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Scouting for capital: A case study on oil patch financing

Bill McCaffrey, president and CEO of MEG Energy


A decade ago, Bill McCaffrey was like a lot of wide-eyed dreamers in Alberta - a refugee from the corporate world with a big idea for a patch of ground near Fort McMurray.

Most of those visionaries fell by the wayside, victims of gyrating oil prices and a harsh climate for long shots in the oil sands.

But Mr. McCaffrey's star continued to rise, as $100-a-barrel oil turned Fort Mac into a global shopping bazaar. Today, at 54, he runs a much-admired independent producer, MEG Energy Corp. , with a market value of $9.4-billion and about $2-billion of cash in the bank.

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The difference between him and other dreamers was an iron discipline and a tireless quest for global money. "There is a big prize at the end, but if you structure your financing wrong, it may never see the light of day," Mr. McCaffrey says. "We were very patient." Calgary-based MEG is a company built in the ground south of Fort McMurray and in the air over North America, Asia and Europe, as Mr. McCaffrey took his road show to the world.

Faced with a tough market in Canada, he circled the globe to find blue-chip investors who shared his long-term vision - from New York private equity players to Middle East sovereign funds and China National Offshore Oil Corp. (CNOOC).

He waited 11 years to take MEG public - an unusually long stretch for a capital-hungry energy startup. Meanwhile, he attracted $3-billion in private equity funding, one of the largest intakes for a North American company in the pre-initial offering stage.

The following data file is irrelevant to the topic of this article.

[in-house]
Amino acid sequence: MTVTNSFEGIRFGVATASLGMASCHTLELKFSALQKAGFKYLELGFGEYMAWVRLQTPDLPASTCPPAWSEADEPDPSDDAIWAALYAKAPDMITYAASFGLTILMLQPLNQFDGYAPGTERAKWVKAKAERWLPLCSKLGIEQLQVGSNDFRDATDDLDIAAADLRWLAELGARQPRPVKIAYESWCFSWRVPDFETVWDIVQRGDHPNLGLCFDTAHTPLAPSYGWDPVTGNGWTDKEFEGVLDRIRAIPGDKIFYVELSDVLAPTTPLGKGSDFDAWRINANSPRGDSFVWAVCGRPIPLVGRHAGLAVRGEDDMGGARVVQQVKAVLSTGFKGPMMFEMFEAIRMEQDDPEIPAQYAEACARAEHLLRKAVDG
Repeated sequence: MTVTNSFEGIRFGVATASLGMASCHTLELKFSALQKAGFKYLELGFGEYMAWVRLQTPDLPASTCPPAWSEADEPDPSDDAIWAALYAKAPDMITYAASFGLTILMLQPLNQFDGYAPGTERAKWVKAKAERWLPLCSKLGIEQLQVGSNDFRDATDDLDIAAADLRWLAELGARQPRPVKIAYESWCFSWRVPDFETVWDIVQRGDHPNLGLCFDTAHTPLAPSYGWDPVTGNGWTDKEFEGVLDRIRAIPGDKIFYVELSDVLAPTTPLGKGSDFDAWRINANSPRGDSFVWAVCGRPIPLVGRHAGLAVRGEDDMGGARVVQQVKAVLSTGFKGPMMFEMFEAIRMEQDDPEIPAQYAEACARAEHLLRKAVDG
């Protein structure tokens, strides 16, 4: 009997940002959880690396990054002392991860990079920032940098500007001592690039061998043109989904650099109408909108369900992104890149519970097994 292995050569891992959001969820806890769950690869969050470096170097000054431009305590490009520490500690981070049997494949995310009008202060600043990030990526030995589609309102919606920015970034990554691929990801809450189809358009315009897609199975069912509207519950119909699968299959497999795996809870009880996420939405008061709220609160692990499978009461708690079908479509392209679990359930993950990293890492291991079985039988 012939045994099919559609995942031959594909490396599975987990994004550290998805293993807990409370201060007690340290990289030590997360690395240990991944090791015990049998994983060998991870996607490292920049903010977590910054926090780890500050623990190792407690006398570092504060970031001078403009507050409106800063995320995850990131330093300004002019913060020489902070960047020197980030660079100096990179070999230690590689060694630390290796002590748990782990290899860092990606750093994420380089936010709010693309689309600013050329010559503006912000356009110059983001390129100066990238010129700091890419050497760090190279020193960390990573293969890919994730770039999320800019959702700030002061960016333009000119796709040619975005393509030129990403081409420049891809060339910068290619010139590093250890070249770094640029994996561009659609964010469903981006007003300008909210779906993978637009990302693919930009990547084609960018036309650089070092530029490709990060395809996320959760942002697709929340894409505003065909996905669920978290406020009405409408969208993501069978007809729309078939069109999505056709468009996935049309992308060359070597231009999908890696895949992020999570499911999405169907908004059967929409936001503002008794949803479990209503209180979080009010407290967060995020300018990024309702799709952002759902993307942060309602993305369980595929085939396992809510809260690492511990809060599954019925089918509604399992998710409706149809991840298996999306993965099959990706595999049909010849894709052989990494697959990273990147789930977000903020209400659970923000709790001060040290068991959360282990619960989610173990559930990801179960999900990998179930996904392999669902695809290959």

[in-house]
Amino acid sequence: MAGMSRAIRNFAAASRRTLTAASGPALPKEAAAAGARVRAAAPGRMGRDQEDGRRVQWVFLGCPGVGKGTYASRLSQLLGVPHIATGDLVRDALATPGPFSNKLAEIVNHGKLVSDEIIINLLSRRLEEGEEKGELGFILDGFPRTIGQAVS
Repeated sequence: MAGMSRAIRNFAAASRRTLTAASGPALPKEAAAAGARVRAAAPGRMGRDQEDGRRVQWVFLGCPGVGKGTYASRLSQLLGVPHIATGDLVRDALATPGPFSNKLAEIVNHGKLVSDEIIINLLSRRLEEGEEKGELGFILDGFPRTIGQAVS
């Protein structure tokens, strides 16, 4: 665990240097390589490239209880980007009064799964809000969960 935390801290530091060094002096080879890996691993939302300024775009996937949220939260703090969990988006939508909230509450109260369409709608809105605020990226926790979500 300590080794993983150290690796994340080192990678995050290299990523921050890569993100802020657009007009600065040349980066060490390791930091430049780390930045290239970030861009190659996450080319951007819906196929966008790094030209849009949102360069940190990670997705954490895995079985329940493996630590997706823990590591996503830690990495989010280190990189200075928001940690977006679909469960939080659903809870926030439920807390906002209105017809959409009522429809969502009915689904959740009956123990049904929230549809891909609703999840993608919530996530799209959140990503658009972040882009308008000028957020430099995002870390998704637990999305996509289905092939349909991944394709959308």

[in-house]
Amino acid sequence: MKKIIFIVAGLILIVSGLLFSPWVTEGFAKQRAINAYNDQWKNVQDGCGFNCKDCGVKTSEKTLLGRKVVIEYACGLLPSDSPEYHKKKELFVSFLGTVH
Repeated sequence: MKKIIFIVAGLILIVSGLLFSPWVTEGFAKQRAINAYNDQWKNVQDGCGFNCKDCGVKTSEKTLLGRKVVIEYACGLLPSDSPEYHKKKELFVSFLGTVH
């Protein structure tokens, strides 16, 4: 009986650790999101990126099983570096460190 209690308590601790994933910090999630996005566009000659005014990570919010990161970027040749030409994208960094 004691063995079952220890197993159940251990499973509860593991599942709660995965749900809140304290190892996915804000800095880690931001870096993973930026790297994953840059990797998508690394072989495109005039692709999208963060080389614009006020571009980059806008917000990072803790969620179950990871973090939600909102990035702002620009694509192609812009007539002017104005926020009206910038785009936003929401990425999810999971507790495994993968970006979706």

His long-haul strategy was rewarded last month when the Canadian Venture Capital Association named him its Entrepreneur of the Year for building success with venture capital backing.

Indeed, Mr. McCaffrey did attract VC money - Calgary's KERN Partners was there near the start - but many large Canadian institutions are kicking themselves now for not getting in the ground floor.

It reflects a different world in 1999-2000, when oil was around $12 a barrel, and MEG was pioneering costly in situ extraction technology that was less familiar than the prevailing mining approach. And China had not yet become a voracious buyer of Canadian energy assets.

In 1999, Mr. McCaffrey, his brother-in-law and a friend sunk just over $150,000 into their first property leases around Christina Lake, 120 kilometres south of Fort McMurray.

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Now, almost a year after the IPO, his stake in MEG is worth more than $50-million, and his 30 elite institutional backers aren't complaining either. "They've done very well," he says.

"MEG has financed itself extremely well and the quality of the asset base is well respected in the industry," says Michael Tims, chairman of Peters & Co., part of the IPO underwriting group.

Indeed, its funding approach is a textbook on how to build value in today's oil patch:

Buy an option on greatness

After former employer Amoco was acquired by BP PLC in 1998, Mr. McCaffrey used some time off to study opportunities. The Christina Lake property was a jewel, but not well known back then. The leases came cheap - even though they contained a billion barrels of oil.

The energy price was depressed but "the barrels weren't going anywhere and there was a lot of value there from a pure options point of view," Mr. McCaffrey says. "All you needed to believe is the world needed energy and you could hold these leases a long time."

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Since then, players such as Devon Energy and Cenovus Energy have also made the Christina Lake area a focus for activity.

Mr. McCaffrey, who spent 17 years with Amoco, surrounded himself with a strong technical team. It helped too, that MEG is very efficient in steam-assisted gravity drainage (SAGD) technology, which leaped to the forefront because 80 per cent of the oil sands bitumen is too deep to mine.

Build your following

Mr. McCaffrey's experience at Amoco was broad-based, which gave him seasoning to run a company, but the hard part was learning how to raise money. Mr. McCaffrey, whose wife Janice is a former Olympic race walker, took that same slower-but-steady approach. "You do it one day at a time," he says.